Amazon Web Services (AWS) is launching a free Machine Learning (ML) course for business leaders.

The course, entitled Machine Learning Essentials for Business and Technical Decision Makers, is made up of three 30-minute digital training courses delivering foundational ML knowledge to business leaders. AWS claims that the course will empower decision makers to better identify areas in their business where ML can be utilised to generate the most impact.

Andrew Sklar, Head of AWS Training and Certification in Asia Pacific, Amazon Web Services

According to Andrew Sklar, Head of AWS Training and Certification in Asia Pacific, “Our goal for this course is to help busy decision makers, including those with no prior ML experience, grow their knowledge up the learning curve quickly. In my experience, organisations that invest in cloud training across their organisation are able to achieve digital transformation faster.”

According to Gartner research, the most common barriers blocking ML projects from production include organisations being unable to identify ML use cases, skills shortages and a lack of resources. 

AWS claims that the course will assist business leaders to accelerate their ML knowledge and develop an organisational ML project plan, helping to prepare organisations for ML implementation both technically and culturally.

“Machine learning has the potential to transform nearly every industry, but organisations need skilled employees to implement ML at scale. This includes both business leaders, who need foundational knowledge to make informed choices for their organisation, and technical professionals, who can implement ML technology solutions,” says Sklar.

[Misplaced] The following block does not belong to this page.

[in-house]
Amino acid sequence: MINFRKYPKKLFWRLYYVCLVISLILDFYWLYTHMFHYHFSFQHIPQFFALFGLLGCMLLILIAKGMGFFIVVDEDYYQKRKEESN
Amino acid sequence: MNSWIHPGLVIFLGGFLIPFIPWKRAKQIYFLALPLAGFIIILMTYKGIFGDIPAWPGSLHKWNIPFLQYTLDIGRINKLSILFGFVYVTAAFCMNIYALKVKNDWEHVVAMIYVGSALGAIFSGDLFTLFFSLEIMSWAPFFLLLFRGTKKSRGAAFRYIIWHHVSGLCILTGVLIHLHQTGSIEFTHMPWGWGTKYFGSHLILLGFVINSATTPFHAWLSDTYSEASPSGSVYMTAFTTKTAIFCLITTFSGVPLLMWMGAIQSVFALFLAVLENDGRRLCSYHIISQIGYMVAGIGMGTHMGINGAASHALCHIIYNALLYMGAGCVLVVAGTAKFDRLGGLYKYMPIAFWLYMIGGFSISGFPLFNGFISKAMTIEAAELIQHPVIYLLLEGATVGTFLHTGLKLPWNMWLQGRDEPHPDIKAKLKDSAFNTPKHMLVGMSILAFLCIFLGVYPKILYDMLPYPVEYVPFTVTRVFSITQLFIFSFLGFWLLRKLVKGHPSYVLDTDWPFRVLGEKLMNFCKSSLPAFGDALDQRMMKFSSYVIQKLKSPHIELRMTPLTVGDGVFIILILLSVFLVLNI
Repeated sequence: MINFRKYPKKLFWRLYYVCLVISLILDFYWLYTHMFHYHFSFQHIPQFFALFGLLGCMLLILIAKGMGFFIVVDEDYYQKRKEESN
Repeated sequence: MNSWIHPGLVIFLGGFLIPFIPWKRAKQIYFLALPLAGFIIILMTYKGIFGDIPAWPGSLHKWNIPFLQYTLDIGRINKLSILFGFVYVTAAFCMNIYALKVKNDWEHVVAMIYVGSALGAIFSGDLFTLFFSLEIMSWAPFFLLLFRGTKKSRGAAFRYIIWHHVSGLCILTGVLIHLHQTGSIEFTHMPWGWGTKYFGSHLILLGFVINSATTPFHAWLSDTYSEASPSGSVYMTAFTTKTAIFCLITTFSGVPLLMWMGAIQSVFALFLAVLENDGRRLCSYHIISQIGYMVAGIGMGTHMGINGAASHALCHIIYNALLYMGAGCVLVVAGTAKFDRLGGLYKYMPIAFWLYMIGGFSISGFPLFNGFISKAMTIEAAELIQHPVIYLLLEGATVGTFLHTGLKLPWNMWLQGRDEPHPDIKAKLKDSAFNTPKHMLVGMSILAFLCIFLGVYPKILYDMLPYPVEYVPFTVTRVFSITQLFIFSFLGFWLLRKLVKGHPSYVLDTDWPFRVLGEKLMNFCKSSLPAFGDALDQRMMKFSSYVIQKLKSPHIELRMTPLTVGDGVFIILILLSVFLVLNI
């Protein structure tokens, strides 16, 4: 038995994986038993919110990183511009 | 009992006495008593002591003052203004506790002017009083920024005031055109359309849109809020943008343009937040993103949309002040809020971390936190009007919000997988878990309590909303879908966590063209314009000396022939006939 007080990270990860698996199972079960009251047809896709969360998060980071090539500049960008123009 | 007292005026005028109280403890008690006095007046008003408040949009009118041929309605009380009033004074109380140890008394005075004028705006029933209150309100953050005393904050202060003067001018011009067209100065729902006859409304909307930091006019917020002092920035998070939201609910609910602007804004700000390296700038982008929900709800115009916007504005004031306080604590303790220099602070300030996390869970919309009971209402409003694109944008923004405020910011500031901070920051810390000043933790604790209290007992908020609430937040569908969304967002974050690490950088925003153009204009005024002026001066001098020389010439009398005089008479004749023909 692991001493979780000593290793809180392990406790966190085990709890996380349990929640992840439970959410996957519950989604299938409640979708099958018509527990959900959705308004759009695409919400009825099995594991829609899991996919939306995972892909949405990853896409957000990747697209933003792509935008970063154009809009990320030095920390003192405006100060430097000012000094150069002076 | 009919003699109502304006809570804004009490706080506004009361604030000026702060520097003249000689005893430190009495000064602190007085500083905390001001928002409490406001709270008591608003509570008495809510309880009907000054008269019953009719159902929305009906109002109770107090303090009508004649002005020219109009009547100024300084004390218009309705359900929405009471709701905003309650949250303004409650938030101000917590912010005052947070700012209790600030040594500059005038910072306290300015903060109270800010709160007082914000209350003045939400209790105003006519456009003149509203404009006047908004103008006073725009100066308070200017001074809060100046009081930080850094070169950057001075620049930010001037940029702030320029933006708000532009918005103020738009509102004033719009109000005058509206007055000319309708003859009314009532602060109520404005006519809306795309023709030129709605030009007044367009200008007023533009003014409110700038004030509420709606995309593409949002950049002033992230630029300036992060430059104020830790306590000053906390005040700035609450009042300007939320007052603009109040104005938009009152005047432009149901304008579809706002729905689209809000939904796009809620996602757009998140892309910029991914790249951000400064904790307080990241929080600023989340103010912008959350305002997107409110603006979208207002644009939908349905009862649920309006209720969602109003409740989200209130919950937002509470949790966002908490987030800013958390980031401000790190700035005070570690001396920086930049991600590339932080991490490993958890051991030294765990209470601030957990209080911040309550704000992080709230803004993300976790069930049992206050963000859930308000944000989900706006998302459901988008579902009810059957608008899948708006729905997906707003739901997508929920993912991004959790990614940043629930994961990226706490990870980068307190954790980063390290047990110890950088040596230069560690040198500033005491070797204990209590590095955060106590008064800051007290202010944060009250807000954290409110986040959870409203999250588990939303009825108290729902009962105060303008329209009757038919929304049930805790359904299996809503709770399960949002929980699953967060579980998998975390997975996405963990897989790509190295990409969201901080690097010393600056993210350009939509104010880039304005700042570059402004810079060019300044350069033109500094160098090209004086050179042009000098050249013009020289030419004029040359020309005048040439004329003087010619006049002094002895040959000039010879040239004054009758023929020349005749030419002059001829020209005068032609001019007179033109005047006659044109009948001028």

The course can be accessed through AWS Training and Certification and is part of Amazon’s commitment to deliver free cloud computing training to 29 million people globally by 2025.

The UK’s national weather service, the Met Office, participated in the AWS Machine Learning Embark program to learn to use ML in order to investigate how climate change could alter the Earth’s biosphere.

According to Professor Albert Klein-Tank, head of the Met Office’s Hadley Centre for Climate Science and Services, “Our climate models generate huge volumes of data, and the ability to extract added value from it is essential for the provision of advice to our government and commercial stakeholders.

“This demonstration of the application of machine learning techniques to research projects has supported the further development of these skills across the Met Office.”

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